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  1. Winston Smith's Avatar
    You used AL numbers for your base and all 3 of these new guys are NL guys. Is that apples to apples?
  2. Shane Wahl's Avatar
    Yes, thank you jay for pointing that out.
  3. Shane Wahl's Avatar
    I think an average of 1 is the current situation if those five were involved (Correia and Pelfrey may combine for 1). Marcum could be worth 2.5 and maybe Hendriks/Gibson can produce 2. That way the 10 WAR might be reachable.
  4. jay's Avatar
    Quote Originally Posted by old nurse
    I think it is a nice idea except for the fact that there isn't a correlation between WAR and actual wins.
    Excellent sarcasm.

    For the true non-believers, the total WAR accumulated by a team has had a correlation to actual wins between .83 and .89 over the last few seasons.

    It includes some variables that are not perfectly measured (ie - defense) and can't account for real-life variation caused by the context in which contributions are provided (ie - winning an abnormal amount of close games or "clutch" and "luck"). It may not be exactly perfect, but it is extremely useful.
  5. Todd G's Avatar
    Just to get the obligatory statement out of the way so we can continue with an informed discussion.

    "WAR, what is it good for?"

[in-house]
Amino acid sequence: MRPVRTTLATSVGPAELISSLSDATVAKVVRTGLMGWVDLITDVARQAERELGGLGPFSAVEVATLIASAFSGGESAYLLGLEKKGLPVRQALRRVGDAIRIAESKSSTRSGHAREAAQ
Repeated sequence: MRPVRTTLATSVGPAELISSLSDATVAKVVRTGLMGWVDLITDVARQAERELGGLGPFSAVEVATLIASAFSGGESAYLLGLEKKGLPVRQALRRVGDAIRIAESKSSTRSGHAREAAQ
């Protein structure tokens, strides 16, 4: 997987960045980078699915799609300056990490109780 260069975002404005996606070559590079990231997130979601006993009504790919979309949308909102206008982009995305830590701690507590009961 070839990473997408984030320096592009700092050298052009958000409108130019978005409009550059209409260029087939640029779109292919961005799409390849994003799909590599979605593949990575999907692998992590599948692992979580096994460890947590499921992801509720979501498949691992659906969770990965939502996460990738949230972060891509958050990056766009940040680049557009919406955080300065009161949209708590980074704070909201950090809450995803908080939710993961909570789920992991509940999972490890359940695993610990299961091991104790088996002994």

Carry on.
  6. old nurse's Avatar
    I think it is a nice idea except for the fact that there isn't a correlation between WAR and actual wins.
  7. jorgenswest's Avatar
    Why is there such consistency since 2007 in which catchers do well (getting more strikes from balls) and which catchers do poorly (getting strikes called a ball)?
  8. old nurse's Avatar
    To prove that it was framing that caused the ball or strike call there would have to be consistency in calling pitches by the umpires. I don't think you can prove that.
  9. h2oface's Avatar
    Quote Originally Posted by Jim H
    The idea that a catcher can steal enough pitches for his pitcher to save 50 runs in 80 games isn't just an exaggeration, it is an insult to umpires. They aren't so bad at their jobs that how a catcher catches the ball is going to have much of an effect.
    Umpires are pretty bad, especially calling the low part of the zone and the outside part of the zone, but i don't see that from catcher framing. I see it as just humanly impossible to make accurate calls from that severe of an angle.
    Updated 12-04-2012 at 02:01 PM by h2oface (corrected caps, complying with a warning email)
  10. jorgenswest's Avatar
    I looked at the data and I don't see the relationship between team, catcher and quality of pitchers.

    All of the new metrics about fielding and its impact on wins is very new. I am not certain how strongly the Twins should embrace all of the data that is available today.With their moves, they don't seem to be embracing it at all. I hope they are right.
  11. Jim H's Avatar
    I suspect the quality of the pitching is the key here. Neither the Pirates or the Twins had very good pitching in those years. Tampa certainly did.